Recently, I have received several requests for information on battlefield acupuncture, a term first used in 2001 by my friend and colleague Col. Richard Niemtzow, MD, PhD, who serves as a consultant for complementary and alternative medicine to the Surgeon General of the Air Force. I have served with him on the board of Directors of the Auriculotherapy Certification Institute.
It was recently announced that the U.S. Air Force will begin training physicians being deployed to Iraq and Afghanistan in a specific type of treatment. The treatment uses small needles in the skin of the ear to block pain in as few as five minutes and can last for several days or longer. The procedure was initially introduced in 2008 at Landstuhl Regional Medical Center (LRMC), where it was applied to wounded service members and local patients for pain relief, with significant results. The hospital, located near Ramstein Air Base in Germany, is the largest and most modern U.S. military medical facility outside the United States.
One of the pain specialists at LRMC personally experienced a 25 percent increased range of motion and a 50 percent reduction in pain for chronic shoulder and upper back pain he had endured for several years. As a result of his outstanding success, this pain specialist recruited his most challenging patients, for whom traditional pain treatment had offered limited relief. Within minutes of the needles being inserted, many said their pain was reduced by up to 75 percent. A 25 percent reduction would be considered a success with traditional pain medications.
Despite its name, battlefield acupuncture is not purposely designed to replace standard medical care for war-related injuries, but rather to assist in pain relief and in many cases eliminate the need for pain medication for acute and chronic pain. This procedure is extremely easy to learn and may be taught to anyone in an extremely short time. It allows a provider to confidently complete a treatment and expect a good result within minutes. There are virtually no complications and patients are subjected to little or no discomfort.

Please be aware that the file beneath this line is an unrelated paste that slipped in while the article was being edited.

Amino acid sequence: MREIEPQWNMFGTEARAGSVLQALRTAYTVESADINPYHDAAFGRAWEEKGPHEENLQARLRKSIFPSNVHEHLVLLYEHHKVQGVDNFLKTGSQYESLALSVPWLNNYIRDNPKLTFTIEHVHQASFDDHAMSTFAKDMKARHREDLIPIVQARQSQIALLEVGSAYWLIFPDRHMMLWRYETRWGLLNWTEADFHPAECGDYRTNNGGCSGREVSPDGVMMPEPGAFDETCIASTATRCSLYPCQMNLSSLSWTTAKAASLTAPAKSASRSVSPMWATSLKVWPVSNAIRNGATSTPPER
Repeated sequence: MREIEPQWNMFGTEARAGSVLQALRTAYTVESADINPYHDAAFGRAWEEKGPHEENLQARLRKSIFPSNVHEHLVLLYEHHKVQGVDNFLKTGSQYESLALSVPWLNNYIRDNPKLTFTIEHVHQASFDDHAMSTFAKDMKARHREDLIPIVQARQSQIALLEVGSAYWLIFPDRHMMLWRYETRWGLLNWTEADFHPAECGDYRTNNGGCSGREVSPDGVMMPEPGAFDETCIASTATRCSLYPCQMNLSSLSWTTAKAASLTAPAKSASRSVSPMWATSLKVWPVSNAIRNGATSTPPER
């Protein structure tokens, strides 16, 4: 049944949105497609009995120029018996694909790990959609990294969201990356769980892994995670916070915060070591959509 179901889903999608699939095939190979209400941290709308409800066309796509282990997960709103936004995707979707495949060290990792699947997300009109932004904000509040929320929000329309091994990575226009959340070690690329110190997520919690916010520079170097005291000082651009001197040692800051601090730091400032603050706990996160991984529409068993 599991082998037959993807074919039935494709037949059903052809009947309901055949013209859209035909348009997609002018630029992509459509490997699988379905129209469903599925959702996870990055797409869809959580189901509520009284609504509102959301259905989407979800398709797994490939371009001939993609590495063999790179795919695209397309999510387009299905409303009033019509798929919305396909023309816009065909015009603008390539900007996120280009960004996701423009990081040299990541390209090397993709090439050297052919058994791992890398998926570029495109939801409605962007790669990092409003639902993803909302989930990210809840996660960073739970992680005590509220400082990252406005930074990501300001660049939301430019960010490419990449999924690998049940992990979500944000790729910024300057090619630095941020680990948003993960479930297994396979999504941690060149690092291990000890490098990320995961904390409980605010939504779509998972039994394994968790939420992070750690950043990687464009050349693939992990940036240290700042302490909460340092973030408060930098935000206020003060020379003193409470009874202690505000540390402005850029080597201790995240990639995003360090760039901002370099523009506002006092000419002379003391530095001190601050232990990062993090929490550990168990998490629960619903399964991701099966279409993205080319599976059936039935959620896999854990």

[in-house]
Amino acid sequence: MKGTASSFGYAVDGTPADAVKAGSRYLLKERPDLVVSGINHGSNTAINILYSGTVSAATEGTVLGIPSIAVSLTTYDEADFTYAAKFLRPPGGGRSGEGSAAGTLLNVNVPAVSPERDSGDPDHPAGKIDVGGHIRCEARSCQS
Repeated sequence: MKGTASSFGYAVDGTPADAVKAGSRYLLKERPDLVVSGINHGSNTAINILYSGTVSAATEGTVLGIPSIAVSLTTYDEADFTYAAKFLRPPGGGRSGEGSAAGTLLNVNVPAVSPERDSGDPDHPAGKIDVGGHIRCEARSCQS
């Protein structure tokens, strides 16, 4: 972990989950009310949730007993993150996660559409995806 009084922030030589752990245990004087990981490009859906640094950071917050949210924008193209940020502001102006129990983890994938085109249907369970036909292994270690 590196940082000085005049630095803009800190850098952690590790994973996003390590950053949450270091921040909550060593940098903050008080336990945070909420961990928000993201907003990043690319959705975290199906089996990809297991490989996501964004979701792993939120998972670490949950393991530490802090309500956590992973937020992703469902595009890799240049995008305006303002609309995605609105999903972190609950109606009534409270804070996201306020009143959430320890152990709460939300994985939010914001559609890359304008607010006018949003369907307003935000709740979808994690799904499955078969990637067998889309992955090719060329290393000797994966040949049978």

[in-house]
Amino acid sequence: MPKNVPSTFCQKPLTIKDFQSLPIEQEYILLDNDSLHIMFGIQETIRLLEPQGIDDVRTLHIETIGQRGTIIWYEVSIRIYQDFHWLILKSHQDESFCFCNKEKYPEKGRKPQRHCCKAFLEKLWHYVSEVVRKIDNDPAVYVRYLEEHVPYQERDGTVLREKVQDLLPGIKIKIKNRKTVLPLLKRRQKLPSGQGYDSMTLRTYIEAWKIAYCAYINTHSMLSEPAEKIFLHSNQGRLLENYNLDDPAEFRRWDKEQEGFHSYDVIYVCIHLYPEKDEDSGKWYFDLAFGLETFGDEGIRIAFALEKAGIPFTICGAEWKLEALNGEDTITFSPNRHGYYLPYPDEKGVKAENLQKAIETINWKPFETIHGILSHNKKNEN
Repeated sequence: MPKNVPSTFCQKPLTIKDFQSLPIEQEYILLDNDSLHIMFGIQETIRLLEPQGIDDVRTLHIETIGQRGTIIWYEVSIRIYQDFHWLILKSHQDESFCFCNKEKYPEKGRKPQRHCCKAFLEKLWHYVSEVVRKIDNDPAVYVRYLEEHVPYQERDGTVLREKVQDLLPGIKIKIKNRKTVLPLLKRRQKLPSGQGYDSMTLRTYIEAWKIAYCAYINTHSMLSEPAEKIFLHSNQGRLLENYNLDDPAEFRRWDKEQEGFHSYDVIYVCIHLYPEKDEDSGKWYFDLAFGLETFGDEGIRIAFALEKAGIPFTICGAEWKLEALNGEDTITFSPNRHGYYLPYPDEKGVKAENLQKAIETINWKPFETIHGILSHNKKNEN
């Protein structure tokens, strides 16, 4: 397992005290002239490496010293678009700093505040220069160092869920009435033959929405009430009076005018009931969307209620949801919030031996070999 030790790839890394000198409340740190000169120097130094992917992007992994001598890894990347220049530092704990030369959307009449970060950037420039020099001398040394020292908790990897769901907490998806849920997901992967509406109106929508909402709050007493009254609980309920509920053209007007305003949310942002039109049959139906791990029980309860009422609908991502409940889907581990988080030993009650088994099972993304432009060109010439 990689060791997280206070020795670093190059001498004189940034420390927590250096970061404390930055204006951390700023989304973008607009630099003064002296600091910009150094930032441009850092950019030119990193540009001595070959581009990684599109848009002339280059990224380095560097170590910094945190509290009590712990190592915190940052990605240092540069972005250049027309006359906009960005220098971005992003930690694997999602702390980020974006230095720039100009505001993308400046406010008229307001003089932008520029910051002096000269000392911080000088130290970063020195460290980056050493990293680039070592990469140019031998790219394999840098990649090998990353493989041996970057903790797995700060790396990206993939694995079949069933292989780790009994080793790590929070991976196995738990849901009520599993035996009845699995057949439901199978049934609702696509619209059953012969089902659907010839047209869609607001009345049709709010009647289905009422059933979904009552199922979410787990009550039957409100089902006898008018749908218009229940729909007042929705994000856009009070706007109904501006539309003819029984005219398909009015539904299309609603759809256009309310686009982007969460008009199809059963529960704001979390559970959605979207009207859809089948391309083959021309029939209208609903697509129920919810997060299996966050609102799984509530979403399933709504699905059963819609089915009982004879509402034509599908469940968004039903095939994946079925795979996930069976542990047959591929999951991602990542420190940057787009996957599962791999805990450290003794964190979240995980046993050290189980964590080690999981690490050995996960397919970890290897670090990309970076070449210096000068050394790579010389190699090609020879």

It has been reported that only approximately 15 percent of patients do not respond to this acupuncture procedure, but of those who do, their pain reduction often averages about 75 percent. The frequency of application and the duration of relief vary with each patient, but treatment can progress from about two times a week to as little as once a month or longer. In some cases, further acupuncture treatment may not be required.
There are five specific ear points that are classically used; however, many practitioners only use two. The five points are: Wonderful Point (also known as Point Zero), Shen Men, Omega 2, Thalamus and the Cingulate Gyrus. The Cingulate Gyrus point and the Thalamus are the two points all practitioners use.
As in so many acupuncture procedures, practitioners may place the points in different locations. The Cingulate Gyrus has also been called the Subcortex by Terry Oleson, PhD (international authority on auriculotherapy). Beate Strittmatter, MD, a German authority, places it slightly differently (see Illustration). Personally, I use both locations just to make sure I cover all of my bases.
The Omega 2 point is on the internal of the helix. Due to the thinness of the auricle at this point, any stimulation from the exterior will contact the Omega 2 point. Some may wish to approach this point from the interior, but I personally go from the exterior.
The Thalamus point is directly opposite on the internal side of the exterior points known as the Temple or Sun. Most battlefield acupuncture practitioners approach the Thalamus from the internal position. However, I have always felt this point could be accessed just as easily by stimulation of the Temple (Sun) points from the exterior, and have used it that way for years.
The official procedure uses gold semi-permanent needles, which are placed directly into the point and left to fall out on their own in a day or two. I have seen marvelous results with low-level laser directly to the points, as well as electronic stimulation. Conventional acupuncture needles may be stimulated for 10 minutes. Then use an acu-patch, which is a small stimulation sphere attached by flesh-colored adhesive. This can be left in place for several days or longer.
This procedure is too valuable to overlook in your general practice. It is easy, quick and effective. Do not limit yourself to just acute or chronic pain with this combination of points. It is also extremely effective in anxiety, neurosis, neurasthenia and any psychological or stress-related issues.
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